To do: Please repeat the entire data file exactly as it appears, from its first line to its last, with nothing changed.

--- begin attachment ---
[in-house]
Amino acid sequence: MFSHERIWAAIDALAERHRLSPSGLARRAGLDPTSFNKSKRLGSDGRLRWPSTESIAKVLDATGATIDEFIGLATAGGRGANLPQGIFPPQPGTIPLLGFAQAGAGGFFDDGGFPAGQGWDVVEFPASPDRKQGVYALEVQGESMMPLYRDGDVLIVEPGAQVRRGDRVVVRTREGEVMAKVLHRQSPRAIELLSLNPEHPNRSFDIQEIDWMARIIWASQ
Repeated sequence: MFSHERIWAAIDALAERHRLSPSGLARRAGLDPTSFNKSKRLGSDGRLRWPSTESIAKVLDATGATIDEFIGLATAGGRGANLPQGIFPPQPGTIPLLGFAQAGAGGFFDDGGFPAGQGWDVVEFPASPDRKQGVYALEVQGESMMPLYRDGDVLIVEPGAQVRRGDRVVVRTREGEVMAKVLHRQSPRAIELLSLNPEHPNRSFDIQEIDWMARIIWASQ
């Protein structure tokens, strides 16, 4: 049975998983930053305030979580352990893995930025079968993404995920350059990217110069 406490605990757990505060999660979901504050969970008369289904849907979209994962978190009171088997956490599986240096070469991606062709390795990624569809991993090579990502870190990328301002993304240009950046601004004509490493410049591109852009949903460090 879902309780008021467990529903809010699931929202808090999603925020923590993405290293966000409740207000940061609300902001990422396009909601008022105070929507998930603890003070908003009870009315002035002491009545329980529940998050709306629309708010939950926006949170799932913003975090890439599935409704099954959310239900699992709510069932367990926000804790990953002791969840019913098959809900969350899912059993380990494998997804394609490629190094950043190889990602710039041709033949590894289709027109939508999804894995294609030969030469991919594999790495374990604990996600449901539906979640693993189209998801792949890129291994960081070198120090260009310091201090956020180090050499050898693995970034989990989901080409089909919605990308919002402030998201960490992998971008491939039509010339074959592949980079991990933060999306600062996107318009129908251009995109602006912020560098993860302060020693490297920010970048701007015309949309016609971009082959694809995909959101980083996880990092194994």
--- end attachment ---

[in-house]
Amino acid sequence: MFSHERIWAAIDALAERHRLSPSGLARRAGLDPTSFNKSKRLGSDGRLRWPSTESIAKVLDATGATIDEFIGLATAGGRGANLPQGIFPPQPGTIPLLGFAQAGAGGFFDDGGFPAGQGWDVVEFPASPDRKQGVYALEVQGESMMPLYRDGDVLIVEPGAQVRRGDRVVVRTREGEVMAKVLHRQSPRAIELLSLNPEHPNRSFDIQEIDWMARIIWASQ
Repeated sequence: MFSHERIWAAIDALAERHRLSPSGLARRAGLDPTSFNKSKRLGSDGRLRWPSTESIAKVLDATGATIDEFIGLATAGGRGANLPQGIFPPQPGTIPLLGFAQAGAGGFFDDGGFPAGQGWDVVEFPASPDRKQGVYALEVQGESMMPLYRDGDVLIVEPGAQVRRGDRVVVRTREGEVMAKVLHRQSPRAIELLSLNPEHPNRSFDIQEIDWMARIIWASQ
């Protein structure tokens, strides 16, 4: 049975998983930053305030979580352990893995930025079968993404995920350059990217110069 406490605990757990505060999660979901504050969970008369289904849907979209994962978190009171088997956490599986240096070469991606062709390795990624569809991993090579990502870190990328301002993304240009950046601004004509490493410049591109852009949903460090 879902309780008021467990529903809010699931929202808090999603925020923590993405290293966000409740207000940061609300902001990422396009909601008022105070929507998930603890003070908003009870009315002035002491009545329980529940998050709306629309708010939950926006949170799932913003975090890439599935409704099954959310239900699992709510069932367990926000804790990953002791969840019913098959809900969350899912059993380990494998997804394609490629190094950043190889990602710039041709033949590894289709027109939508999804894995294609030969030469991919594999790495374990604990996600449901539906979640693993189209998801792949890129291994960081070198120090260009310091201090956020180090050499050898693995970034989990989901080409089909919605990308919002402030998201960490992998971008491939039509010339074959592949980079991990933060999306600062996107318009129908251009995109602006912020560098993860302060020693490297920010970048701007015309949309016609971009082959694809995909959101980083996880990092194994």